Updated 6.55pm, adds Malta Association of Public Health Medicine statement

The number of people tested for the coronavirus has reached 56, the health authorities said on Tuesday, confirming the swab tests had, however, all come back negative. 

In a press briefing, Superintendent of Public Health Charmaine Gauci said there had been 56 people who showed signs of the new virus and who were, therefore, subject to a swab test. 

None of these patients tested positive for the virus, she said. 

Reacting to doctors’ call for quarantine by those travelling to and from affected countries to be mandatory, Gauci said the current decisions being taken are in proportion to the risks.

People travelling to these countries are being asked to stay home for 14 days, however, the authorities are not monitoring whether they are actually sticking to these recommendations. 


Downplaying the doctors’ concerns, the superintendent said she would be meeting them later on Tuesday to discuss their worries but would not say whether mandatory quarantine was being considered by the public health authorities. 

On reports that the Sir Paul Boffa Hospital in Floriana is being cleared away to be used as an isolation unit in case there is an outbreak of the new virus, Gauci would not comment. 

Meanwhile, the health authorities continue to be in touch with their European counterparts to ensure any measures, including those related to vaccines, are also implemented in Malta.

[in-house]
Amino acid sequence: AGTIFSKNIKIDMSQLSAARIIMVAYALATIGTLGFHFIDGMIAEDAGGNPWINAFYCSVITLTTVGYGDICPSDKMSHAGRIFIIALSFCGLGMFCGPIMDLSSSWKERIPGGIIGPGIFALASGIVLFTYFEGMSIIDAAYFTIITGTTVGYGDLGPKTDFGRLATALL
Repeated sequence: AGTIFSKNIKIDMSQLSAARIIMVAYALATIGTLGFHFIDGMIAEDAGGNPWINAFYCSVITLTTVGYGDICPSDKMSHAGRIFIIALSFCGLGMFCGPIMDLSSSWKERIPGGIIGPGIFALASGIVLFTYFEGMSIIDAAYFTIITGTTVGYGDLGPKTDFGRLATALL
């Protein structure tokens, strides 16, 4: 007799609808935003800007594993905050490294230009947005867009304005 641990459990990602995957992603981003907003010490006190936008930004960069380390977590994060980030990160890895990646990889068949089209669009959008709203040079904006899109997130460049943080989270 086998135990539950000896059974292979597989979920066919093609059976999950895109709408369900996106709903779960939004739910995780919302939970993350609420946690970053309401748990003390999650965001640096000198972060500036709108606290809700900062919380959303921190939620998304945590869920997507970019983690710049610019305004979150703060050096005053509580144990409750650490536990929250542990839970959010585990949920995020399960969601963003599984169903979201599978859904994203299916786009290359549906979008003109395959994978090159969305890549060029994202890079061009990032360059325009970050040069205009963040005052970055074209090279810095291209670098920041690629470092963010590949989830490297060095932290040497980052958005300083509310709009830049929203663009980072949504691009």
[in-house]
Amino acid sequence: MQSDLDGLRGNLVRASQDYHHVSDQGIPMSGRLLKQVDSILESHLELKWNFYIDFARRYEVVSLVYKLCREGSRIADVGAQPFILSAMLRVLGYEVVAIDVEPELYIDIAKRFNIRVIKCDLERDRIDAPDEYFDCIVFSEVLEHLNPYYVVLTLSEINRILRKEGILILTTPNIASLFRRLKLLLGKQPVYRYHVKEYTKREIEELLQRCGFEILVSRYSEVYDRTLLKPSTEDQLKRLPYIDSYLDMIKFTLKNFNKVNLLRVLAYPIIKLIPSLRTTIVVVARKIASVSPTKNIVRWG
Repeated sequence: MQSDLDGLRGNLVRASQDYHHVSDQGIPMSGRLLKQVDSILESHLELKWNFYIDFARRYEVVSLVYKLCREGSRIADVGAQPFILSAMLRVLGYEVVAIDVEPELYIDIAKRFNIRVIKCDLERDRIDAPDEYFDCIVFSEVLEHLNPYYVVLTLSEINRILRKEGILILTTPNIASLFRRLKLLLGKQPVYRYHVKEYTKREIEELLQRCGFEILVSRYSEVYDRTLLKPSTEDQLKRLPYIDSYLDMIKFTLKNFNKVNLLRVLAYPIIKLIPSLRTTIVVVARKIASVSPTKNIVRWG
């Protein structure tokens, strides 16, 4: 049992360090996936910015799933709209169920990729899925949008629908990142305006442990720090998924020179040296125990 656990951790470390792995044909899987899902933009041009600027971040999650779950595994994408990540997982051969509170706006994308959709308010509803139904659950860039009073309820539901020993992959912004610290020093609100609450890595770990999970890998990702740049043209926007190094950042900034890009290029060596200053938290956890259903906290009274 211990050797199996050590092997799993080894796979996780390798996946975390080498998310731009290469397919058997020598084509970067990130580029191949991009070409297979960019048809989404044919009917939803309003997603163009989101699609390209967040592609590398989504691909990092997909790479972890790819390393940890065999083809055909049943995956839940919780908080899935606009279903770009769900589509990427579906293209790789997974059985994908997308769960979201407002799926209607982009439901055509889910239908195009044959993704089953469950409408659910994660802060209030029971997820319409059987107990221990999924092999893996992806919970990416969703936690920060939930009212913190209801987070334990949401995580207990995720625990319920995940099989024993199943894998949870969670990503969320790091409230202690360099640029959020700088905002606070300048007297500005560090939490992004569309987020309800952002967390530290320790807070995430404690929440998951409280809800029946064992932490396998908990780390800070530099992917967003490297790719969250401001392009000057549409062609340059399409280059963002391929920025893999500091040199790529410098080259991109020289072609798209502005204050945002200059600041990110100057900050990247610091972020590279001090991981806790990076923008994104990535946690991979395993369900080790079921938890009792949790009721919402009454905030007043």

The superintendent also appealed to people to follow the authorities’ guidelines and to act in a responsible way, especially when following quarantine orders. 

MAPHM statement

In a statement on Tuesday evening, the Malta Association of Public Health Medicine (MAPHM) expressed concern at the rising number of cases in countries neighbouring Malta.

It called on the government to immediately implement a ‘COVID-19 first’ policy, where all government departments made the fight against the virus their top priority.

It noted that it was only a matter of time until the first case was diagnosed in Malta and to prevent and possibly contain transmission, Malta needed to urgently implement tried-and-tested public health measures. 

The country’s public health authorities needed to be empowered to take all actions necessary to prevent a worst-case scenario.

Such actions included pushing messages on good hygiene, mandatory isolation in an identified site for infected people, quarantine of all close contacts of infected persons, suspension of public gatherings, movement restrictions with all flights from regions with sustained local transmission stopping completely, and mandatory quarantine for people who travelled to areas with sustained local transmission.

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